Newland filed for bankruptcy protection in 2013 and has continued to struggle since reorganizing; in early 2015 it missed a payment to bondholders. Newland’s Roger Khafif, the lead developer on the project, attributes the building’s problems to the decline of the Panamanian economy. “It would have been much nicer and much better if we’d have finished the building before the crisis,” Khafif says. “It probably would have been the best real estate project in Latin America.”
In financial disclosure forms filed in connection with his presidential bid, Trump said the Panama deal generated more than $5 million in royalties and $896,440 in management fees from January 2014 to July 2015. The condo owners’ association at the Ocean Club moved to dismiss Trump’s management company last year, claiming it exceeded budgets and used condo fees to cover hotel operating costs. Trump, in response, is seeking $75 million in damages through a claim with the International Chamber of Commerce court of arbitration in Paris.
In Scotland, rather than license his name, Trump invested his own money in golf courses. In his candidate disclosure forms, Trump claimed income of $20.3 million from Trump Turnberry, a course he bought for about £41 million ($58 million) in 2014. Yet records filed with Companies House, the regulatory agency overseeing corporations in the U.K., show a loss of £3.6 million in 2014 for Golf Recreation Scotland, the registered owner of the course. There’s a similar discrepancy with the accounts for two other courses. On his disclosure forms, Trump claimed income of $4.3 million from Trump International Golf Links Scotland, a course he built north of Aberdeen; yet Companies House records show it lost £1.1 million in 2014, its third consecutive annual loss. In Ireland, Trump reported income of $10.7 million from Trump International Golf Links in Doonbeg. The course, which he bought in February 2014, reported a loss of €2.5 million in 2014 to Companies House.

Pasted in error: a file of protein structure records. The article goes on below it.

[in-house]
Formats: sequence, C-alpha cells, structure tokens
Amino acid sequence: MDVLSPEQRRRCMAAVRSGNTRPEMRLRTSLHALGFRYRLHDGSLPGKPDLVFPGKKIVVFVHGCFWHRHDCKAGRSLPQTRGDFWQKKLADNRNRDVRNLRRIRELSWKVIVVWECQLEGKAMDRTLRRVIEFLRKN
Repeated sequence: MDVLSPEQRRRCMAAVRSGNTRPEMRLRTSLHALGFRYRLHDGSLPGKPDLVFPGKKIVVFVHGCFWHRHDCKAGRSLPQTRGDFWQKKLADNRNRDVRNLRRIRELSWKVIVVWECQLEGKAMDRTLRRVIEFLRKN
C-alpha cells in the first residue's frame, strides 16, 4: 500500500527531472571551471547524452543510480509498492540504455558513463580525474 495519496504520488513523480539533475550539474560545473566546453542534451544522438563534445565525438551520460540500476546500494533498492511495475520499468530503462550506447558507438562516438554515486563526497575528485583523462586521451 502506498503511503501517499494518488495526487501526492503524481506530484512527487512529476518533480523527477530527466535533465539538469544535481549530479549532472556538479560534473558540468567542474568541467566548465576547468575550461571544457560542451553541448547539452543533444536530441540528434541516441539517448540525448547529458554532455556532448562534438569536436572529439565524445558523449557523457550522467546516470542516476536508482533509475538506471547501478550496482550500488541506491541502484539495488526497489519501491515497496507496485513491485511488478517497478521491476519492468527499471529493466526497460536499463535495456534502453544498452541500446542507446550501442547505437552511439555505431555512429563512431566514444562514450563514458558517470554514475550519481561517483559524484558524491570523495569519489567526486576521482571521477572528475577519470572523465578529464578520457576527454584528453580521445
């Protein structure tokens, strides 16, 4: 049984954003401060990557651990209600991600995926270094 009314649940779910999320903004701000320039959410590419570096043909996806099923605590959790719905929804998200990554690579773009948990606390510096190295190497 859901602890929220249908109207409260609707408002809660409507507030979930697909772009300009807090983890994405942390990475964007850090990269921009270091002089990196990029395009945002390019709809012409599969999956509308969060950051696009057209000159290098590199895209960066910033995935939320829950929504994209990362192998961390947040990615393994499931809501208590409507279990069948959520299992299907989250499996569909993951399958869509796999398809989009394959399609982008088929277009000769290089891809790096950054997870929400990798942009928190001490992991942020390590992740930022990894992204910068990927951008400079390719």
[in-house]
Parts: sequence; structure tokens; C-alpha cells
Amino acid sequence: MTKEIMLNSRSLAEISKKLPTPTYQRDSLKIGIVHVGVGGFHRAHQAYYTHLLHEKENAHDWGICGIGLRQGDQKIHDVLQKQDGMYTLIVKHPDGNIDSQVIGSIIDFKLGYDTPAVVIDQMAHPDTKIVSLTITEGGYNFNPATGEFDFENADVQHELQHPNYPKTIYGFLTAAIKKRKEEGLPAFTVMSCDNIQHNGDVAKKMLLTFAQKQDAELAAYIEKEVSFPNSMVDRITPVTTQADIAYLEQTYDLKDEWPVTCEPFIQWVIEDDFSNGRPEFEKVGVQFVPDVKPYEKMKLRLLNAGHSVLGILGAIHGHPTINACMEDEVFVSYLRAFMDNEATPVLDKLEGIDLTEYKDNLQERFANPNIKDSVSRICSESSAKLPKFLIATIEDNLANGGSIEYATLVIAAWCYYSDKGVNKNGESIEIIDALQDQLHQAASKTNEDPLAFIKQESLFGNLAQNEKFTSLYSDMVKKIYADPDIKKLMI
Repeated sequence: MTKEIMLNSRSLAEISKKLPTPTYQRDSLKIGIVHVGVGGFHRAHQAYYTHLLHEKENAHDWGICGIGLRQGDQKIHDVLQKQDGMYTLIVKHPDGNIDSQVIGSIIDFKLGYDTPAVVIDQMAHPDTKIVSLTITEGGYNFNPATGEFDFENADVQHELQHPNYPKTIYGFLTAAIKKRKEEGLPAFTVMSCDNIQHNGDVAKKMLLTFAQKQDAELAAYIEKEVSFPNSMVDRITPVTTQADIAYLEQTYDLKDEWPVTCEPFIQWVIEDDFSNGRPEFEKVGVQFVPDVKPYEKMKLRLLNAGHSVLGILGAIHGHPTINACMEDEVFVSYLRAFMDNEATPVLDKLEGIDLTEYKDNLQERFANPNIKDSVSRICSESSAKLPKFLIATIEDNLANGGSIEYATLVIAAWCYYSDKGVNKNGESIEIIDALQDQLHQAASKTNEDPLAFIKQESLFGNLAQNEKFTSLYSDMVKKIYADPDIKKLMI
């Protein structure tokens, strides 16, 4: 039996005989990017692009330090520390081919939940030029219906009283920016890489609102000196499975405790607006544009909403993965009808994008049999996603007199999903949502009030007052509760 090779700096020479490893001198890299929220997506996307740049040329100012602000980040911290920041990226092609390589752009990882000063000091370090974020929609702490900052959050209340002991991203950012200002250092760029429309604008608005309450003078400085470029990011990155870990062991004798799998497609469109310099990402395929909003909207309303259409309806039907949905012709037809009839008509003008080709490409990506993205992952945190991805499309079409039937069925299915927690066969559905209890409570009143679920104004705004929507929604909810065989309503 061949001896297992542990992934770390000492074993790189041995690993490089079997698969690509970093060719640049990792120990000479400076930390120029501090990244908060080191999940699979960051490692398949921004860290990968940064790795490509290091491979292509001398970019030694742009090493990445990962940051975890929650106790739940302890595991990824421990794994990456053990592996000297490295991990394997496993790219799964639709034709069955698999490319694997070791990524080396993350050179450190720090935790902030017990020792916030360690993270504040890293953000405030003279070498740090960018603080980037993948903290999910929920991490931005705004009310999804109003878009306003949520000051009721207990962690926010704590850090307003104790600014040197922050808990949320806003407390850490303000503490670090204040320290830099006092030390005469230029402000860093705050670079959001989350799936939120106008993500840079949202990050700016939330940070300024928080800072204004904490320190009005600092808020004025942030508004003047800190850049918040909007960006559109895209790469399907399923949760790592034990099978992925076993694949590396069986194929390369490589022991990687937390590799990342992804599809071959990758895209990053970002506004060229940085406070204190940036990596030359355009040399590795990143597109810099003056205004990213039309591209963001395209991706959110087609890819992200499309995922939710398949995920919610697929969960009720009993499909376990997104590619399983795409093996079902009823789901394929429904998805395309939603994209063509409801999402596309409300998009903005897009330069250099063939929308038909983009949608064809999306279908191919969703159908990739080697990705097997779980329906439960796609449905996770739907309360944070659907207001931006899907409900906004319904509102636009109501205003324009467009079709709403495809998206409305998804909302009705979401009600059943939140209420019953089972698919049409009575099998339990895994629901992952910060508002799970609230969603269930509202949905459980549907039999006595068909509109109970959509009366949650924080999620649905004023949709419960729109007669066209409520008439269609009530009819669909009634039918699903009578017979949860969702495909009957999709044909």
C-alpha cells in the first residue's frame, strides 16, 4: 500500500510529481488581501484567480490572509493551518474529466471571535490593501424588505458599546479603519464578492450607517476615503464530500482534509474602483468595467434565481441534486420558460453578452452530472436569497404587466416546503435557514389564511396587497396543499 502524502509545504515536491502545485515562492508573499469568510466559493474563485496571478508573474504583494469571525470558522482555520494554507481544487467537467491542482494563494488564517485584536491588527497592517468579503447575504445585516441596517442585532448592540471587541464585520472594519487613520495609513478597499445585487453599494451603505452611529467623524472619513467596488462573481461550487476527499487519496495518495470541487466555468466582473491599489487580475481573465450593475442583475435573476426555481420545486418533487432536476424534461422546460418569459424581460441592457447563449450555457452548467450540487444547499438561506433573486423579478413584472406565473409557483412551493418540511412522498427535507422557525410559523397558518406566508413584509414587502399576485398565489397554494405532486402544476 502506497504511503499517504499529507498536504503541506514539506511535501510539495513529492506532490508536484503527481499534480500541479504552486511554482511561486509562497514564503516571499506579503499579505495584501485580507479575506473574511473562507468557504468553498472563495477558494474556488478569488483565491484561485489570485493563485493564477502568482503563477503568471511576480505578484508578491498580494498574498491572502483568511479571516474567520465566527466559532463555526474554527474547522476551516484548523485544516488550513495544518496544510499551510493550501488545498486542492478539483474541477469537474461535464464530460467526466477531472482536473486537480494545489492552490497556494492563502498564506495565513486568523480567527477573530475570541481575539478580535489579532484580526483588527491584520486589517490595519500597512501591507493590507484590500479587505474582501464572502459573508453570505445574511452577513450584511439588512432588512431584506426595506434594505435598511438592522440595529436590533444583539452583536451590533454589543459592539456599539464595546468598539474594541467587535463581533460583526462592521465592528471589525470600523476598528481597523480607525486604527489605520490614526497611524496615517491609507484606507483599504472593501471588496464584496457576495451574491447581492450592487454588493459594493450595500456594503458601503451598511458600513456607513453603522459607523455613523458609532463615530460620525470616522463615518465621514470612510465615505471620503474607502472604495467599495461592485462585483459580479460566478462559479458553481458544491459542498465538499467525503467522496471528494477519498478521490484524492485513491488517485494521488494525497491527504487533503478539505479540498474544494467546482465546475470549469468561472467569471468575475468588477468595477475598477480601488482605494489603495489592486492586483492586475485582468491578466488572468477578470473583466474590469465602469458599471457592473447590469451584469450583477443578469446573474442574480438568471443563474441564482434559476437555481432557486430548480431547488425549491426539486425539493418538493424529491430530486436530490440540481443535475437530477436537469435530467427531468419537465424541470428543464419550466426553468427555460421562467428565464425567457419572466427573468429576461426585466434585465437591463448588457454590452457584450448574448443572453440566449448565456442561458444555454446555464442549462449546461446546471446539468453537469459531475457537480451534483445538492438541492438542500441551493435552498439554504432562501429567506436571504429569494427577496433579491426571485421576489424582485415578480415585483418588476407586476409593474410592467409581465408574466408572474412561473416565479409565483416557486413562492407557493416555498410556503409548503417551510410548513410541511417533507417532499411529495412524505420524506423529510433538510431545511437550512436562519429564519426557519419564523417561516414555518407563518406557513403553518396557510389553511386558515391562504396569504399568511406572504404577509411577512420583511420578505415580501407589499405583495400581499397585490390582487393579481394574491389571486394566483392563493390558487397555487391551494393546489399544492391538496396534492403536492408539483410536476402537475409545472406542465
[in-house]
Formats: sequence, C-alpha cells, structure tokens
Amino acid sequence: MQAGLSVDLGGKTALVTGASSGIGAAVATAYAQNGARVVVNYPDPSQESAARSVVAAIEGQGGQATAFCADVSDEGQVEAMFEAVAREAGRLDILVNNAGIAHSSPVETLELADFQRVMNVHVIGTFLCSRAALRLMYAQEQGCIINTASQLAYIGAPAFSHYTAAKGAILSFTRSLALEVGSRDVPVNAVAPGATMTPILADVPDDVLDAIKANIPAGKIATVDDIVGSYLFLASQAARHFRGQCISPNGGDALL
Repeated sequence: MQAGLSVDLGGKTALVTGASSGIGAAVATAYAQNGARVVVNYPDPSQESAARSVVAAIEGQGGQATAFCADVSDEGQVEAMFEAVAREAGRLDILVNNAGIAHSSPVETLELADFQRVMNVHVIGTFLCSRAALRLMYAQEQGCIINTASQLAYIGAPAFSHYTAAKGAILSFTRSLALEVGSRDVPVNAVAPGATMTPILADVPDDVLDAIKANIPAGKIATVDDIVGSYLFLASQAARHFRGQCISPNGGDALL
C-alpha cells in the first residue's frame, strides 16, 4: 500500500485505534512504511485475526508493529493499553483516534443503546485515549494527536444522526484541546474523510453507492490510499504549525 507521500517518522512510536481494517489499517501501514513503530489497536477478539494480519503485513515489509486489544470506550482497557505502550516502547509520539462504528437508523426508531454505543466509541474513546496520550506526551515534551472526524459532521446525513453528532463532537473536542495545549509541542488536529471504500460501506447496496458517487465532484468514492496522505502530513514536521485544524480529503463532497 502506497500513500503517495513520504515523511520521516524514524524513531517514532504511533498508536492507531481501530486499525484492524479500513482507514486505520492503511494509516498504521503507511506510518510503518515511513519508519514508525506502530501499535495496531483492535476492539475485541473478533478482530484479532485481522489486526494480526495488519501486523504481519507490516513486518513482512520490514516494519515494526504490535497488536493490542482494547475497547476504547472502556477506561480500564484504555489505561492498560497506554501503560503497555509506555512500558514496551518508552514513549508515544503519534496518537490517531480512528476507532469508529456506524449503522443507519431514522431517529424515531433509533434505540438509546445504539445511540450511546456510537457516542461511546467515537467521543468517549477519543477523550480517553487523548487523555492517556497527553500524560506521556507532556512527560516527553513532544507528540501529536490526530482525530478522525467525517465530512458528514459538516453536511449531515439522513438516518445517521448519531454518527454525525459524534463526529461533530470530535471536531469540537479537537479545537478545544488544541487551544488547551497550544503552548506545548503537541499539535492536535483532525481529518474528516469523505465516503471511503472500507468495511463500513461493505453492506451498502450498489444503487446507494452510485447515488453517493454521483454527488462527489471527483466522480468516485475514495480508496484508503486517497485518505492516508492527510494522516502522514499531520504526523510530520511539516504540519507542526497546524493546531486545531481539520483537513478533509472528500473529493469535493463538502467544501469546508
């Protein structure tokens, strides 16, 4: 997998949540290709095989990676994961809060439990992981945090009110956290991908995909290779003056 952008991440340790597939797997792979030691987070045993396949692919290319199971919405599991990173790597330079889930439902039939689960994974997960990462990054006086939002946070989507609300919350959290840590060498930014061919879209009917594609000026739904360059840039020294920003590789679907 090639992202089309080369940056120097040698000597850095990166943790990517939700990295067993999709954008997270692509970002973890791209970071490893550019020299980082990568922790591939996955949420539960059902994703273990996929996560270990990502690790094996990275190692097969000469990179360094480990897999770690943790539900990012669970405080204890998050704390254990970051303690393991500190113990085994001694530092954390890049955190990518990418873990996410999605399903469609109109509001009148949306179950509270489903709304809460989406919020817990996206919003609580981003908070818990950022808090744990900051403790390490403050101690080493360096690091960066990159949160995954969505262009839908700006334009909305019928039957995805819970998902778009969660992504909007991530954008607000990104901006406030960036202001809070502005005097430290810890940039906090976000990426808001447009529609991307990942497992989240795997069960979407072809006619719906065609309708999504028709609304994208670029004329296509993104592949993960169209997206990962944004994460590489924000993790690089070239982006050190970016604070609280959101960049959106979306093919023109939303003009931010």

According to Trump, the reported losses are due to construction on the golf properties. He says he’s spending $58 million on Turnberry, which he closed last September for refurbishment. He also adds that he has yet to unlock the value in developing housing on the Scottish and Irish properties. “They’re only losing money because they’re not open,” he says. In fact, his golf course and hotel in Aberdeenshire are open. So is his hotel in Ireland, though part of the attached golf course is under renovation.
Trump says the amounts listed in his campaign disclosures are based on “projected future income” from the golf courses. Campaign finance experts say the rules require candidates to report payments they’ve received, not estimates for future income. “This is supposed to be what you own and the income you made,” says Larry Noble, general counsel at the Campaign Legal Center, a nonprofit watchdog group.
Trump says his business record speaks for itself. “I’ve done very well internationally,” he says. “I don’t think
there is a hotter brand in the world than the Trump brand.” Whatever becomes of his presidential bid, Trump says he thinks it’s all been worth it. “Generally, what I’m doing has been helpful for the brand,” he says. “The heads of the countries all dig Trump.”
The bottom line Trump claims he’s profited on deals abroad, even where he’s shown losses on paper or where projects have run into trouble.